Understanding California Prosecutor’s “No Drop” Policy
Contrary to popular belief, in California, the prosecutors, not the victims, decide whether to file or drop a domestic violence charge. Many California prosecutors uphold a “no drop” policy—meaning even if the victim does not want to press charges, they will not drop the case.
If you have been accused of domestic abuse in California, your case is unlikely to be dropped by the prosecutor. When you partner with an Aron Law Firm Santa Barbara criminal defense lawyer, they help ensure you are ready for court by preparing a solid defense strategy for your case and acting as a pillar of support throughout the legal process.
What Is a No Drop Policy and Why Do California Prosecutors Follow It?
Ever since the O.J. Simpson murder trials, California has taken a hard stance on domestic violence cases. For some prosecutors, the No Drop Policy protects victims who are too scared of facing abuse or lost financial support after testifying. For others, it is a matter of deterring victims from falsifying reports of domestic abuse.
Although the effectiveness of No Drop Policies in California has been debated for decades, they still hold firm. A primary reason for this is many prosecuting agencies think it is better to let a domestic violence case go to trial because a jury may be more objective and offer an unbiased opinion.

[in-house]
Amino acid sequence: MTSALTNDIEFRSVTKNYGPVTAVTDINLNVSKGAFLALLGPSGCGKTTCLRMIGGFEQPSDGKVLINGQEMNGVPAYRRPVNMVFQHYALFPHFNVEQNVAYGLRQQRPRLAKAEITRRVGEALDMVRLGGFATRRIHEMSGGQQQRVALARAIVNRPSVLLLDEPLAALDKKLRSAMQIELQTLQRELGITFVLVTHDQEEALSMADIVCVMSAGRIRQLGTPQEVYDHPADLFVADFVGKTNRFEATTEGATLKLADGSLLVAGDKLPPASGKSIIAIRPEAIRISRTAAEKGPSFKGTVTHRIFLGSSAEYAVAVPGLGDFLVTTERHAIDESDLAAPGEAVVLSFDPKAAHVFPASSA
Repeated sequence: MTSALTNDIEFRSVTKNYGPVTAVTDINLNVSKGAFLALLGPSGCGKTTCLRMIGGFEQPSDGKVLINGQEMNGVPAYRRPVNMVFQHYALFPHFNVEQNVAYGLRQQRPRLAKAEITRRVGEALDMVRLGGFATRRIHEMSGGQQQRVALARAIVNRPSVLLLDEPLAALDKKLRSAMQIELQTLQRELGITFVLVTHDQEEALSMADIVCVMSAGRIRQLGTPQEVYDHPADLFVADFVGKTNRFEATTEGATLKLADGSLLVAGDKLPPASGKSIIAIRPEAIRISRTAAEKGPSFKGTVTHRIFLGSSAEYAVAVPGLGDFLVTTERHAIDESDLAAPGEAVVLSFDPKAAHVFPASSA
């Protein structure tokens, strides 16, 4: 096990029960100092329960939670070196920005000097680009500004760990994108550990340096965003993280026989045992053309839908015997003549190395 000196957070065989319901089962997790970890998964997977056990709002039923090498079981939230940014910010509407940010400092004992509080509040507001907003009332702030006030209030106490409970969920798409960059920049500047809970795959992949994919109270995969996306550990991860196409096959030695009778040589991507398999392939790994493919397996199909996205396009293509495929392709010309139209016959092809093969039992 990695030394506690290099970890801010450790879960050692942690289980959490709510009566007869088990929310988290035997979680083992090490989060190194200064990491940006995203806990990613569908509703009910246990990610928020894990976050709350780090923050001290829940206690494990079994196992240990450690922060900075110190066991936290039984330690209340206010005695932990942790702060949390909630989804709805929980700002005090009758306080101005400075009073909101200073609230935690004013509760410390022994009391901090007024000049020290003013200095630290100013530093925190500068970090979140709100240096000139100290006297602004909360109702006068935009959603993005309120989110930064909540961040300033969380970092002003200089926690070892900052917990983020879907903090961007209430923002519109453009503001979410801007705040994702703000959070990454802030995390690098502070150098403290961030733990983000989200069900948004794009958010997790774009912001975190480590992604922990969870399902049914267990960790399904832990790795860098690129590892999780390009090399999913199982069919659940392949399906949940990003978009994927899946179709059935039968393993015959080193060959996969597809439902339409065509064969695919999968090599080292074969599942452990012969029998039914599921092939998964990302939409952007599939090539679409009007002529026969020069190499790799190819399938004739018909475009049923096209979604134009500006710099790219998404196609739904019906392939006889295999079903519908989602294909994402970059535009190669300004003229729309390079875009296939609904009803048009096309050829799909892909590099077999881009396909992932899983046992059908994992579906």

A criminal defense lawyer may be able to help you fight your California domestic violence charges by using particular defense strategies, such as arguing a lack of criminal intent or that your actions were justified based on certain circumstances.
Potential Consequences for a Domestic Violence Conviction in California
Any willful and unlawful touching of a current or former spouse, romantic partner, cohabitant, child, or parent of your child may result in a charge for domestic violence under California Penal Code Section 243(e) or California Penal Code Section 273.5. Domestic abuse is a “wobbler” crime in California. Essentially, any domestic violence accusation may result in either a misdemeanor or felony charge.
A domestic violence conviction in California may come with consequences, including but not limited to:
- Community service
- Completion of a 52-week domestic abuse counseling program
- Paying restitution to the victim
- Deportation (if the defendant is not a US citizen)
In many domestic violence cases, California judges will also issue protective orders to prevent future contact with the alleged victim.
California domestic violence laws also say that if you are convicted of domestic abuse, you cannot own guns or ammunition for up to 10 years after your conviction (this also applies if you were convicted in another state).
Even an otherwise spotless criminal history can be forever stained by a single domestic violence charge. Often, just one conviction will cause disputes with state professional licensing boards or affect housing and employment prospects.
Contact a Skilled Domestic Violence Lawyer to Defend Your Case in California
If you have been charged with domestic violence, contact a criminal defense lawyer right away. Your attorney will help you build a solid case against the charges while working to safeguard your rights and interests.
Defending a domestic violence charge in California is often a challenge, but it is not one that we are afraid to take on. At Aron Law Firm, we have refined our trial skills over numerous types of criminal cases, and we are prepared to fight for you. To schedule a meeting with an Aron Law Firm criminal defense attorney today, call (805) 618-1768 or fill out and submit our contact form.